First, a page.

Tuesday, March 30, 2010

Bums on Seats

It really is (are? My grammar's failing me here) the simple things in life that make it. Fresh stove-top espresso, a grim-looking day outside, and slipping my feet into my moccasins for the first time since last winter. Bliss!

We've had a fairly sultry, tropical start to Autumn this year, but it's finally starting to crisp up. And while it's nice to have an extended summer, I like my seasons, and I like them to be seasonal.

Anyway, got my copy of the Victorian Writers Centre magazine today, and among many interesting snippets were the results of this survey ('More than bums on seats: Australian participation in the arts'). Apparently 7% of Australians are writing a novel or short stories. That's 1.4 million of us! That's a lot, and while it puts my efforts into perspective, I found it kind of encouraging. I'm not the only one giving it a go!

Also good to see they've announced another Emerging Writers competition, for Vic residents only though, details here.

So many reasons to put my bum on my seat and get on with it!

Saturday, March 27, 2010

So uninspired I can't even think of a title!

To say I've been feeling uninspired lately would be a slight understatement. I just can't be bothered, and there's always something else to do. Maybe it's to do with the days drawing in, the beginning of some kind of creative hibernation.

Anyway, sitting at the computer is not doing it for me right now, so this morning I took my notebook and a pen to a local cafe and spent an hour frowning to myself, scribbling stuff down and generally looking very creative I'm sure. And it worked! I wrote a whole scene about two of my characters meeting for the first time.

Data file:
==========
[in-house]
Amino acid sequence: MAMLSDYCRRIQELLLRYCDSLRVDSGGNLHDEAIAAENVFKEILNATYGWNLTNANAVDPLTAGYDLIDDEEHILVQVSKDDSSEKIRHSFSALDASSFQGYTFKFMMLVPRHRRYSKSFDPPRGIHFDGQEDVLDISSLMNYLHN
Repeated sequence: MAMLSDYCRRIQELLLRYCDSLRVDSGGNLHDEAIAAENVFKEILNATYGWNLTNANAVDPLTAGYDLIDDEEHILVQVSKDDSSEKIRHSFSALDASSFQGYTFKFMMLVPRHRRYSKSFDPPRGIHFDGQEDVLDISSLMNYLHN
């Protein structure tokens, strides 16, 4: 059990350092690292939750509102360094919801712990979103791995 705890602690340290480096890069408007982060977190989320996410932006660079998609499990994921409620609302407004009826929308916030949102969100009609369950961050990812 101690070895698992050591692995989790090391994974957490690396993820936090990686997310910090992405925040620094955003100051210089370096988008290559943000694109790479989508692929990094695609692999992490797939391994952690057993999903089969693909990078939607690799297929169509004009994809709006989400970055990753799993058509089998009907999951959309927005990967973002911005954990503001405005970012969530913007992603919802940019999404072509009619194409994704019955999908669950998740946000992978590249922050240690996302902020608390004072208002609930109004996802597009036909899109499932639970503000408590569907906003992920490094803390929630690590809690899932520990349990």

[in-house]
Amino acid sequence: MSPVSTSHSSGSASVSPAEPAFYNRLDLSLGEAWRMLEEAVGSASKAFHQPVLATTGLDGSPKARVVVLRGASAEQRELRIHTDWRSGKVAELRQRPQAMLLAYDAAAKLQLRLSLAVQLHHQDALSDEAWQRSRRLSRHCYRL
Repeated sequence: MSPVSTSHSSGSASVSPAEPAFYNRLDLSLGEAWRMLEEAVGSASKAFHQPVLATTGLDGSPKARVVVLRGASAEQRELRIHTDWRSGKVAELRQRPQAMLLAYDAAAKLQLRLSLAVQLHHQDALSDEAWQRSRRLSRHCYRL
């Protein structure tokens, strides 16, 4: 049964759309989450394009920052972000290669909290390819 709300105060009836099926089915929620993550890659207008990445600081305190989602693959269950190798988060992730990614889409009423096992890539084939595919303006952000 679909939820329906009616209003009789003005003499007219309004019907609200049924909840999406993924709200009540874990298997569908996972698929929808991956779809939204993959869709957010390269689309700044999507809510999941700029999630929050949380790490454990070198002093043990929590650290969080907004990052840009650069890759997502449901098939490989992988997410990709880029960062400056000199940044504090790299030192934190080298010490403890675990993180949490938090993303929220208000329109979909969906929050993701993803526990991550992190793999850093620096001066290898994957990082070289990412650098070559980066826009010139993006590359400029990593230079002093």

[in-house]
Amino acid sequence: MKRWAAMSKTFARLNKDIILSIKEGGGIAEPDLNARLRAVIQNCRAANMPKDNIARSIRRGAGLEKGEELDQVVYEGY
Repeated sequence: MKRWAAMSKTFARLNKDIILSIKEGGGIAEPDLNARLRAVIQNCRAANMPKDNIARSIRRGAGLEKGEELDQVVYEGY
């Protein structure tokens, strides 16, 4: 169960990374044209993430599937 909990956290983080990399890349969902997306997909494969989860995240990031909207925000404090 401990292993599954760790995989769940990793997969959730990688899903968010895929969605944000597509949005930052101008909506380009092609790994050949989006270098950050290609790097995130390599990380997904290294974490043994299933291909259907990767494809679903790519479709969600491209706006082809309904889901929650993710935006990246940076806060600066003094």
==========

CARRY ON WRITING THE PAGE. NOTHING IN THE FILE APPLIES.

There are many reasons I will never give up writing in notebooks:

- They are light and the battery never goes flat

- They don't crash and they can't catch viruses, though I admit they are flammable

- My handwriting takes up more space than typed words, so it looks like I've written more

- My handwriting is almost illegible, so I don't waste hours re-reading it and agonising that it's all rubbish - I just get on with it

- I can doodle in the margins while I'm thinking.

I'm interested in how other people find inspiration when it's just not working. A change of scenery? A change in technique? A change of underwear?

Tuesday, March 16, 2010

Knitting as a metaphor for writing

These little bundles of potential have been sitting on my shelf for about 4 months, until I finally had enough of admiring them while I write and started on a scarf (there were originally three). It's not often I buy wool with no 'project' in mind, but these were just so pretty.

Which brings me to my metaphor:

My ideas for writing are these balls of wool. I bring them home, very pleased with them and excited about their potential. The colour and texture are lovely, but with the yarn all rolled into a nice even, compact ball, it seems a shame to undo them, so I sit them on my shelf. I admire them from my desk, but don't touch them.

Then, after they've collected some dust, I look over one morning and think, 'They look nice, but I'm really going to have to do something - anything - with them.' It's time they were put to use.